God's Favorite: A Novel

Front Cover
Simon & Schuster, 2000 - Fiction - 350 pages
2 Reviews
In this fascinating work of historical fiction, award-winning author Lawrence Wright captures all the gripping drama and black humor of Panama during the final, nerve-racking days of its legendary dictator, Manuel Antonio Noriega.

It is Christmas 1989, and Tony Noriega's demons are finally beginning to catch up with him. A former friend of President Bush, Fidel Castro, and Oliver North, this universally reviled strongman is on the run from the U.S. Congress, the Justice Department, the Colombian mob, and a host of political rivals. In his desperation, Tony Noriega seeks salvation from any and all quarters -- God, Satan, a voodoo priest, even the spirits of his murdered enemies. But with a million-dollar price on his head and 20,000 American soldiers on his trail, Noriega is fast running out of options.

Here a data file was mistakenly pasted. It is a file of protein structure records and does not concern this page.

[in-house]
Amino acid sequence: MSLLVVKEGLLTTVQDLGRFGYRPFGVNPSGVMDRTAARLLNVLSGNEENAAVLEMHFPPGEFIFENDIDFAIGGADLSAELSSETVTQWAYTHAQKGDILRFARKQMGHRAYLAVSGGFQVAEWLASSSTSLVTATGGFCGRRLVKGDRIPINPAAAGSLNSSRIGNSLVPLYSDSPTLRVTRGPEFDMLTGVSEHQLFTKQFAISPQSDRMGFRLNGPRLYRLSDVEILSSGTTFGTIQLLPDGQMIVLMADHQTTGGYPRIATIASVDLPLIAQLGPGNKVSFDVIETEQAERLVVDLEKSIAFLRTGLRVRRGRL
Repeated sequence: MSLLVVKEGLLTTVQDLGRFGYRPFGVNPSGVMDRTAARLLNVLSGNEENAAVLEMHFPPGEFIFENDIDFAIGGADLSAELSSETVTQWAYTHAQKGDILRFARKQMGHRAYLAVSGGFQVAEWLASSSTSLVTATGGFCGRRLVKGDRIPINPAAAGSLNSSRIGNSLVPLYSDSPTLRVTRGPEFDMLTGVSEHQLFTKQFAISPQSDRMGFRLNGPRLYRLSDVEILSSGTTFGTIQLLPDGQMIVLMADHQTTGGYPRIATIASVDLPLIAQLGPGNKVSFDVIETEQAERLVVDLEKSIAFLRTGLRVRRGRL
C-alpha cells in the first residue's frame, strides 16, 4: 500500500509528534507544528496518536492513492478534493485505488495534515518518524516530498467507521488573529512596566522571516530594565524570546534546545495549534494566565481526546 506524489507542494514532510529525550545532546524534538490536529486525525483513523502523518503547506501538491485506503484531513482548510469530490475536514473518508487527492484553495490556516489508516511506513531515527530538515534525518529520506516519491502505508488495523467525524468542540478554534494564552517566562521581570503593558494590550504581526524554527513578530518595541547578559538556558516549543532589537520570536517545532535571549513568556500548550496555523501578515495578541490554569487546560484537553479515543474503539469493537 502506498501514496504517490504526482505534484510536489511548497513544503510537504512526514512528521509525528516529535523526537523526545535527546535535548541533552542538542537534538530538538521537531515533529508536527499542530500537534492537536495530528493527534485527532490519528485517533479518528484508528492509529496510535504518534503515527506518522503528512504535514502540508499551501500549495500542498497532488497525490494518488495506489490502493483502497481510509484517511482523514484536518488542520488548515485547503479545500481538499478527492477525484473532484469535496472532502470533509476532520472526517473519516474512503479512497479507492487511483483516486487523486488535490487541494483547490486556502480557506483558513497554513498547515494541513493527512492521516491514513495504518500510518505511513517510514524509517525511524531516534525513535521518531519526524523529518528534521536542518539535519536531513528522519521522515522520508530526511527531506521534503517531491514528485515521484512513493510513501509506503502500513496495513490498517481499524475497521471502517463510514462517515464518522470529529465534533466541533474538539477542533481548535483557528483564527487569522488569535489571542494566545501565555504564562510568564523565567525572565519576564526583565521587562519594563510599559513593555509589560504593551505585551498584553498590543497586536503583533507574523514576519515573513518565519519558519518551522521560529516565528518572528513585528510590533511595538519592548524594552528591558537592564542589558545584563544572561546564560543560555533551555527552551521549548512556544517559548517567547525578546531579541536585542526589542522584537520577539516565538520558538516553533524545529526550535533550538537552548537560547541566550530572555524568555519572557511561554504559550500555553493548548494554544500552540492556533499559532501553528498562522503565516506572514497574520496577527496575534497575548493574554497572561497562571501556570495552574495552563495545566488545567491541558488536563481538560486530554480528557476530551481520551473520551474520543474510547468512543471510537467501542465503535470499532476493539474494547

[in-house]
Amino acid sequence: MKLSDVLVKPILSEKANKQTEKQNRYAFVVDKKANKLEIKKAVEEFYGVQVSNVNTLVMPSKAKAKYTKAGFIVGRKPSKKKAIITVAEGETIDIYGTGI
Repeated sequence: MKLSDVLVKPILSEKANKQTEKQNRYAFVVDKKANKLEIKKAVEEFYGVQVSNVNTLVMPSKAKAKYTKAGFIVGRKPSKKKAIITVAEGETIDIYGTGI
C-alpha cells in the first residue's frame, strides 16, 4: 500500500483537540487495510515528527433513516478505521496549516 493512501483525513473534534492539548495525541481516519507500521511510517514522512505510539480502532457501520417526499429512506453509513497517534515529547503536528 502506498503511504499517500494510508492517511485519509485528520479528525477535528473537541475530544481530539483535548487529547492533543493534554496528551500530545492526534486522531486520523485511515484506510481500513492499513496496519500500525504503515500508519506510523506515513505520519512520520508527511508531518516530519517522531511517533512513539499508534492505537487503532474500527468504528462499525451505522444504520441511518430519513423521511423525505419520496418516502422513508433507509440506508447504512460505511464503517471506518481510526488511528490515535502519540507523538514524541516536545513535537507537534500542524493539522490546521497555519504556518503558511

Drawn from a historical record more dramatic than even the most artful spy novel. "God's Favorite" is a riveting and darkly comic fictional account of the events that occurred in Panama from 1985 to the dictator's capture in 1989. With a journalist's eye for detail, Lawrence Wright leads the reader toward a dramatic face-off in the Vatican embassy, where Noriega confronts his psychological match in the Papal Nuncio.

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God's favorite: a novel

User Review  - Not Available - Book Verdict

Wright, an award-winning New Yorker staff writer, here follows Panamanian strongman Manuel Antonio Noriego as he flees U.S. troops--all the way to the Vatican Embassy. Look for the motion picture. ... Read full review

Review: God's Favorite

User Review  - Ariel - Goodreads

I have read two of Wright's non-fiction books and was excited to try out this piece of historical fiction. Wright has a lot of credibility -- if accuracy were measured by the quantity of endnotes ... Read full review

Contents

Section 1
27
Section 2
51
Section 3
84
Copyright

16 other sections not shown

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About the author (2000)

Lawrence Wright is a staff writer for The New Yorker and the author of five books, including Remembering Satan, based on an article that won the National Magazine Award for reporting and the John Bartlow Martin Award for public interest magazine journalism. He lives in Austin, Texas.

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